Results tagged ‘ Los Angeles Dodgers ’
Baseball is a funny game.
Fresh off a tough loss Sunday in Oakland — wasting an outstanding performacne from Matt Cain — the Giant fans entered Monday matchup with the Dodgers with low expectations with Barry Zito on the mound.
So what does Zito do? He shut out the Dodgers on three hits over seven innings of work, leading to an 8-0 victory that pulled the Giants within two game of first place.
Even Zito admitted that he wasn’t facing the same Dodgers lineup that led L.A. to a strong start. Yet, these are games the Giants need to win.
“They’re pretty banged up over there, and we’ve got to capitalize on that,” he said.
We mentioned last week that every time the Giants lose a game started by Cain, Madison Bumgarner and Ryan Vogelsong, they need to win a game started by Zito and Tim Lincecum.
Giants fans are hoping more wins will come in Freak starts, but they are never sure about Zito.
But the Giants lost to the Angels when Vogelsong started Wednesday, then won a Lincecum start Friday in Oakland. They lost a Cain start Sunday, then won a Zito a start Tuesday.
Now Vogelsong returns to the mound to face off with Clayton Kershaw in what figures to be a low scoring game. The Giants beat Kershaw the last time they faced him in L.A. Let’s see if they can make it two in a row.
If I told you that Tim Lincecum regularly hit 93 mph on the speed gun, walked just two and struck out eight, including Matt Kemp three times as part of an 0-for-5 night, you’d have to think it was a great night for the Freak and the Giants.
Oh, it was a so close to being true.
The game got away from Lincecum in the fourth inning, and Giants could not recover. Lincecum put himself in a bad position by leaving some pitches up. But his outstanding start to the game was completely undone by one bad pitch.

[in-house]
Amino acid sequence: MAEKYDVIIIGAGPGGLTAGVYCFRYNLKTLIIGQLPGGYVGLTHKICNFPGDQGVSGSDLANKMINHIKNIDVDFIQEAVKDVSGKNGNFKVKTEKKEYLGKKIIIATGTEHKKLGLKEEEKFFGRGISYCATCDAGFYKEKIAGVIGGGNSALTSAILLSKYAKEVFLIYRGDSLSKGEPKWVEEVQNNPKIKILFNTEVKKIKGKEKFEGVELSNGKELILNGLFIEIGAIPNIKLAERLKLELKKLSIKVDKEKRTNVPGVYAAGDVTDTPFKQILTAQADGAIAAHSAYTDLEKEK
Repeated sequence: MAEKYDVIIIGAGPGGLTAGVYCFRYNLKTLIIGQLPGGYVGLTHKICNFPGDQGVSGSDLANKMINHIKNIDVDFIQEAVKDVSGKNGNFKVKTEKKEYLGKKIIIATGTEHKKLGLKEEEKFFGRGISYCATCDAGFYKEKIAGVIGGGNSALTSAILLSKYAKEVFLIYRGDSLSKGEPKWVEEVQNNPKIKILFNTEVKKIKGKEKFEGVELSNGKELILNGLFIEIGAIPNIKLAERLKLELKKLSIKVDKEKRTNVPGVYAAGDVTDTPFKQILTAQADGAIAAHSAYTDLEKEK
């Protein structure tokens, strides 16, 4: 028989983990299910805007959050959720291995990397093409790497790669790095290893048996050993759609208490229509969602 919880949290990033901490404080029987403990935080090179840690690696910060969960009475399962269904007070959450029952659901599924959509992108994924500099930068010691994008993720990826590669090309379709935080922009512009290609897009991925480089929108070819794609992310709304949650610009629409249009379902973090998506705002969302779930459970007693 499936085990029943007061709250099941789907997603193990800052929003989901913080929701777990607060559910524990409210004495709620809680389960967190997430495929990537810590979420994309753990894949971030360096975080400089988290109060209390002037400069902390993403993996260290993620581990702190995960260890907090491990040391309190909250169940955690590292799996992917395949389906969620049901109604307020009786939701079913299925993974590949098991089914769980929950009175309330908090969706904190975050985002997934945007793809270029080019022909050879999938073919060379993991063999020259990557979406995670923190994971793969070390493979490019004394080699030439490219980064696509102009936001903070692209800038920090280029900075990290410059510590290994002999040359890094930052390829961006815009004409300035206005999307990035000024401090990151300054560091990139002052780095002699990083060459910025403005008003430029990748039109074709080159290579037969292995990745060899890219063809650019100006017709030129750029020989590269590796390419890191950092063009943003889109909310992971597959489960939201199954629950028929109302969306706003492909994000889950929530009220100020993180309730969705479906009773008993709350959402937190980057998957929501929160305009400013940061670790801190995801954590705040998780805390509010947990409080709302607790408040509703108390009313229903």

Giants fans had to feel good after Lincecum got through the first inning unscathed. He mixed in a walk and a single in-between three strikeouts in a 24-pitch frame.
But he was back to his dominant self in the second and third innings, with his fastball hitting 93 mph and his slider at 87 mph, a good 3-4 mph bump from his previous outings.
Then came the fourth. It started with Andre Ethier lacing a double to right. Lincecum left a pitch up and Bobby Abreu slapped it into center, with Ethier holding at third.
Juan Uribe hit a ball sharply to third that Joaquin Arias was able to glove, but slipped when he went to throw Abreu out at second. That went for an infield single as Ethier scored.
A wild pitch moved the runners up to second and third before a James Loney struck out for the first out.
Lincecum walked AJ Ellis on a 3-2 pitch to load the bases. Dodger skipper Don Mattingly pinch-hit for pitcher Chad Billingsley, calling on Tony Gwynn Jr.
But Lincecum jumped out to an 0-2 count. And that’s when he hung a curve ball right in the middle of the plate that Gwynn whacked to right for a three-run triple. Dodgers 4, Giants 2.
And that was it.